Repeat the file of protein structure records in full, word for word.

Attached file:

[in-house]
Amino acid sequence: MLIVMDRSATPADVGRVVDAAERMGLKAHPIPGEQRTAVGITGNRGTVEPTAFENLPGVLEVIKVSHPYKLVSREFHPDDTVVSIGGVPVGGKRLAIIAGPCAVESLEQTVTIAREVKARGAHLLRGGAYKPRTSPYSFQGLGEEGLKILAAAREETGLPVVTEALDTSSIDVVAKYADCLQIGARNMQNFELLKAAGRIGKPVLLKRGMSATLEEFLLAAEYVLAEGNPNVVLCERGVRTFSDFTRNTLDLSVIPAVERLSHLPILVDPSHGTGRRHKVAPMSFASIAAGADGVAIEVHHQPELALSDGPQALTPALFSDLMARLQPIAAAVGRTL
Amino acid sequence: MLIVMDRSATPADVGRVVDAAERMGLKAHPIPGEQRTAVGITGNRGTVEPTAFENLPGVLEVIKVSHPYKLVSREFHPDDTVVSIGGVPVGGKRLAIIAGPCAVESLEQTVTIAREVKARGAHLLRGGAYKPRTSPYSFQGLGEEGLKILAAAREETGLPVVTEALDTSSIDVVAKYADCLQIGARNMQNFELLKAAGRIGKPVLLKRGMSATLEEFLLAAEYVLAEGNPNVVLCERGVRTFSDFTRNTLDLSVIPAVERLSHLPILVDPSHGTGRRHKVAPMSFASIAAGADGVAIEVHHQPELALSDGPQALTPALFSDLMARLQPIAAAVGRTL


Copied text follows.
[in-house]
Amino acid sequence: MLIVMDRSATPADVGRVVDAAERMGLKAHPIPGEQRTAVGITGNRGTVEPTAFENLPGVLEVIKVSHPYKLVSREFHPDDTVVSIGGVPVGGKRLAIIAGPCAVESLEQTVTIAREVKARGAHLLRGGAYKPRTSPYSFQGLGEEGLKILAAAREETGLPVVTEALDTSSIDVVAKYADCLQIGARNMQNFELLKAAGRIGKPVLLKRGMSATLEEFLLAAEYVLAEGNPNVVLCERGVRTFSDFTRNTLDLSVIPAVERLSHLPILVDPSHGTGRRHKVAPMSFASIAAGADGVAIEVHHQPELALSDGPQALTPALFSDLMARLQPIAAAVGRTL
Amino acid sequence: MLIVMDRSATPADVGRVVDAAERMGLKAHPIPGEQRTAVGITGNRGTVEPTAFENLPGVLEVIKVSHPYKLVSREFHPDDTVVSIGGVPVGGKRLAIIAGPCAVESLEQTVTIAREVKARGAHLLRGGAYKPRTSPYSFQGLGEEGLKILAAAREETGLPVVTEALDTSSIDVVAKYADCLQIGARNMQNFELLKAAGRIGKPVLLKRGMSATLEEFLLAAEYVLAEGNPNVVLCERGVRTFSDFTRNTLDLSVIPAVERLSHLPILVDPSHGTGRRHKVAPMSFASIAAGADGVAIEVHHQPELALSDGPQALTPALFSDLMARLQPIAAAVGRTL